A partition number is the number assigned to a partition, e.g. a partition with number 1 on a disk /dev/sda would be /dev/sda1. Partition numbers may not always match the order of partitions on disk, in which case they can be sorted.

It is advised to choose the default number suggested by fdisk.

First and last sector

The first sector must be specified in absolute terms using sector numbers. The last sector can be specified using the absolute position in sector numbers or as positions measured in kibibytes (K), mebibytes (M), gibibytes (G), tebibytes (T), or pebibytes (P);

The position of the last sector can be specified in:

  • absolute terms from the start of the disk. E.g. 40M as a first sector specifies a position 40 MiB from the start of the disk.
  • relative terms by preceding the size with +size or -size. E.g. +2G to specify a point 2 GiB after the start sector, or -200M to specify a point 200 MiB before the last available sector.

Pressing the Enter key with no input specifies the default value, which is the start of the largest available block for the first sector and the end of the same block for the last sector.

Tip:
  • When partitioning it is always a good idea to follow the default value for a partition's first sector. Additionally, specify partition sizes with the +size{M,G,T,P} notation and do not use sizes smaller than 1 MiB. Such partitions will always be aligned according to the device properties.
  • On a disk with a MBR partition table leave at least 33 512-byte sectors (16.5 KiB) of free unpartitioned space at the end of the disk to allow converting between MBR and GPT.
  • EFI system partition requires type EFI System.
  • GRUB requires a BIOS boot partition with type BIOS boot when installing GRUB to a GPT partitioned disk.
  • It is recommended to use Linux swap for any swap partitions, since systemd will automount it.

See the respective articles for considerations concerning the size and location of these partitions.

Repeat this procedure until you have the partitions you desire.

Change partition type

Each partition is associated with a type. MBR uses partition IDs; GPT uses Partition type GUIDs.

Press t to change the type of a partition. The default, Linux filesystem, should be fine for most use.

Tip:

Make a partition bootable

You can make the MBR partition bootable by typing a.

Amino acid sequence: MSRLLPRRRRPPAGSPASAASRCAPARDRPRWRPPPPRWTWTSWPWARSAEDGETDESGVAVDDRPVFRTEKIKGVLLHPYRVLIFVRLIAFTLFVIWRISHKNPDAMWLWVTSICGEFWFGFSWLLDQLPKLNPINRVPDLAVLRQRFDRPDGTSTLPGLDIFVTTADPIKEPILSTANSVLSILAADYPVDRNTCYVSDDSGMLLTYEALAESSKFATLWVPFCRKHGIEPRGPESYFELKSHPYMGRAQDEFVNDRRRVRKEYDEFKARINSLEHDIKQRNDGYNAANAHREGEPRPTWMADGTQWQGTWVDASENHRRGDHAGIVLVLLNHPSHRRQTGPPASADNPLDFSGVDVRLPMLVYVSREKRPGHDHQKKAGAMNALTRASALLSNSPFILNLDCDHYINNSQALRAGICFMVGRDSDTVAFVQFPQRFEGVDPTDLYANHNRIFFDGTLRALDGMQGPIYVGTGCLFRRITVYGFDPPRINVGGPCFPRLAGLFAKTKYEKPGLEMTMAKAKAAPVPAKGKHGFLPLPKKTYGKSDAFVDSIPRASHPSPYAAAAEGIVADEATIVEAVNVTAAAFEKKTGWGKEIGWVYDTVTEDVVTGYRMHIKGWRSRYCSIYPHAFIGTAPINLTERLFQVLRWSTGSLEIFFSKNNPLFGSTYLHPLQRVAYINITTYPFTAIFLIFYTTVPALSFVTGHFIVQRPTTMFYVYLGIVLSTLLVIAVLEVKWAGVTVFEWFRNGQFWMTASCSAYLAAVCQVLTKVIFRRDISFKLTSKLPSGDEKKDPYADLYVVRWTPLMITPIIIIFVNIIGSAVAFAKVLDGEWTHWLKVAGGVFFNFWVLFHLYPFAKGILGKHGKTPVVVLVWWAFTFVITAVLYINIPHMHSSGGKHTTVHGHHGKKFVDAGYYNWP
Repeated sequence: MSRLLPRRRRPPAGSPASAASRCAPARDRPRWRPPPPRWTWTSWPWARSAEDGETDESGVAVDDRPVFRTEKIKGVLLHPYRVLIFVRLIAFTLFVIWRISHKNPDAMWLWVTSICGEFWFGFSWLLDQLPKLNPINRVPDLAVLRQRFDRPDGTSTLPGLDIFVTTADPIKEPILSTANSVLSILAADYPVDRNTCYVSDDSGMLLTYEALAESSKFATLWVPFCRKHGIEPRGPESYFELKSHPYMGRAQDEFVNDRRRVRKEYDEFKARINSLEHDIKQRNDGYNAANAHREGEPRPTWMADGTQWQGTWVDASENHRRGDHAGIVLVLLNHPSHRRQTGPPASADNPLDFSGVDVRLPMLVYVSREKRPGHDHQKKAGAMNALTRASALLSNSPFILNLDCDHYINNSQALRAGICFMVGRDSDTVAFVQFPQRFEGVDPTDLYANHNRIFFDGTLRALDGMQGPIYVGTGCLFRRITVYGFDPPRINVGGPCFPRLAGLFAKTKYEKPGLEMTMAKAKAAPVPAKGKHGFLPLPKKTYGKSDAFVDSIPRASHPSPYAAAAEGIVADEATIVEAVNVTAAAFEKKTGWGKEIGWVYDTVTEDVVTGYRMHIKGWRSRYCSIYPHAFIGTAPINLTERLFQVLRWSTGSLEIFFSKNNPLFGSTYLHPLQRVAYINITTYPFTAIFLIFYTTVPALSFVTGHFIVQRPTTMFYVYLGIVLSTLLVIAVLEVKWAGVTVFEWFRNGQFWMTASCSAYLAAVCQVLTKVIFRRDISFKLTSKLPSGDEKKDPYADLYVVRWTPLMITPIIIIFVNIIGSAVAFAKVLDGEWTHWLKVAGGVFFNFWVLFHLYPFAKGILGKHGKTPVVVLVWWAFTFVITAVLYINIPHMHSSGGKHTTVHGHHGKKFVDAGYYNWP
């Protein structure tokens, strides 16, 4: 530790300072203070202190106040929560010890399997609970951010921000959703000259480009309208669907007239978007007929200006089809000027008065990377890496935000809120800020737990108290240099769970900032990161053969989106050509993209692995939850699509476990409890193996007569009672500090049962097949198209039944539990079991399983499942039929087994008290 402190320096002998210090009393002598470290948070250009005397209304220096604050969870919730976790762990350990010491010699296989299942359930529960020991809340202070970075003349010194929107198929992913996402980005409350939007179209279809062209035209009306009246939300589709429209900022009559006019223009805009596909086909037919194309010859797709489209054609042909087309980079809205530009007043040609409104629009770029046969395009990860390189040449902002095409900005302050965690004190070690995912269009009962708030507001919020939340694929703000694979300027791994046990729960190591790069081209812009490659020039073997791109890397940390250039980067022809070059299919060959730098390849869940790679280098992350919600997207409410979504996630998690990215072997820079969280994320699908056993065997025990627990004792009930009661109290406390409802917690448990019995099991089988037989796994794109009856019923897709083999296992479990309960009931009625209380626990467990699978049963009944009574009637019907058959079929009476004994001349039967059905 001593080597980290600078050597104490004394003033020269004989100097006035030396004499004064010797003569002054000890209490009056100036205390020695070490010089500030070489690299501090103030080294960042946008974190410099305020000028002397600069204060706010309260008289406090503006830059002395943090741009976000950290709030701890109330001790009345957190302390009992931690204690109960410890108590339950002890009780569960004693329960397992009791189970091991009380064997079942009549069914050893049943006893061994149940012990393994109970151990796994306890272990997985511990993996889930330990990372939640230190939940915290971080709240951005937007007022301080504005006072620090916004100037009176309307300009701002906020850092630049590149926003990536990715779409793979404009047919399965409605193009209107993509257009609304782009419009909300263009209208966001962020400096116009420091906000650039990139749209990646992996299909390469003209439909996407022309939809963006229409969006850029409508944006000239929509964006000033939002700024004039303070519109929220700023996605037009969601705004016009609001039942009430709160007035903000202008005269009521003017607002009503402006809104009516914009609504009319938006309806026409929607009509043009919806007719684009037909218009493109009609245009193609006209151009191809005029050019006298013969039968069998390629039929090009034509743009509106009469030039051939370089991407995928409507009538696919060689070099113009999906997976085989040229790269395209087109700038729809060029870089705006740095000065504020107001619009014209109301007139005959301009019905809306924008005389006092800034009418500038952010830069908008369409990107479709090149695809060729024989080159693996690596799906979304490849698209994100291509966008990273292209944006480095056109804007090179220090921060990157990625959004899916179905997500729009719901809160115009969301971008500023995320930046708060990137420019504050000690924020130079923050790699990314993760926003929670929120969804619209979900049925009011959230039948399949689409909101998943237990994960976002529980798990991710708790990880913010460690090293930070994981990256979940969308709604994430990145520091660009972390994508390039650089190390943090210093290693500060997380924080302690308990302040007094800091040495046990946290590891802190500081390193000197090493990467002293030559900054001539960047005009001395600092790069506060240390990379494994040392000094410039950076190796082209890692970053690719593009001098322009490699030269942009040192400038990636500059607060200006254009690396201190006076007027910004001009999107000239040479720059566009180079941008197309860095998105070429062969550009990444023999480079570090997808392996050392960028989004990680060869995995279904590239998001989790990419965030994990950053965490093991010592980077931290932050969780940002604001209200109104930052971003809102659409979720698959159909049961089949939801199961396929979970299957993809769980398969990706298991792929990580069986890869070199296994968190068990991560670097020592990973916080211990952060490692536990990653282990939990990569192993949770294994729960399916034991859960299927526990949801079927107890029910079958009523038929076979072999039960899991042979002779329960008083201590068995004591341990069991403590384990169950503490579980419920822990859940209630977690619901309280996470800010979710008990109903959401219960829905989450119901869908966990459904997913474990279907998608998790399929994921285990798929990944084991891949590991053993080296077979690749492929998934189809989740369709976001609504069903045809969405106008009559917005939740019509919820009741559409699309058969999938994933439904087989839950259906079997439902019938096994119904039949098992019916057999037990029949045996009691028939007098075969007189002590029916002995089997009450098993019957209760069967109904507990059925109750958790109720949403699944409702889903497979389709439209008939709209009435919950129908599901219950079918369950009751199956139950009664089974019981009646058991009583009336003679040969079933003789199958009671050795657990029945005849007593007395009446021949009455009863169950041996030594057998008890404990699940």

Write changes to disk

Write the table to disk and exit via the w command.

Moving partitions

Warning: Partitions can only be moved while offline. Because moving a partition requires the whole partition to be rewritten on disk, it is a slow and potentially hazardous operation. Backups are strongly recommended! According to the sfdisk man page, "this operation is risky and not atomic."

In order to move a partition, you need to have free space available where the partition will be moved. If necessary, you can make room by shrinking your partitions and the filesystems on them. See Parted#Shrinking partitions. To relocate a partition:

# echo '+sectors,' | sfdisk --move-data device -N number

Where sectors is the number of sectors to move the partition (the + indicates moving it forward), device is the device that holds the partition, and number is the partition number. Note that if you add a new partition in the middle or at the beginning of your disk, you will likely want to renumber the partitions. See #Sort partitions or the "extra functionality" mode of fdisk.

Tips and tricks

Sort partitions

This applies for when a new partition is created in the space between two partitions or a partition is deleted. /dev/sda is used in this example.

# sfdisk -r /dev/sda

After sorting the partitions if you are not using Persistent block device naming, it might be required to adjust the /etc/fstab and/or the /etc/crypttab configuration files.

Note: The kernel must read the new partition table for the partitions (e.g. /dev/sda1) to be usable. Reboot the system or tell the kernel to reread the partition table.

See also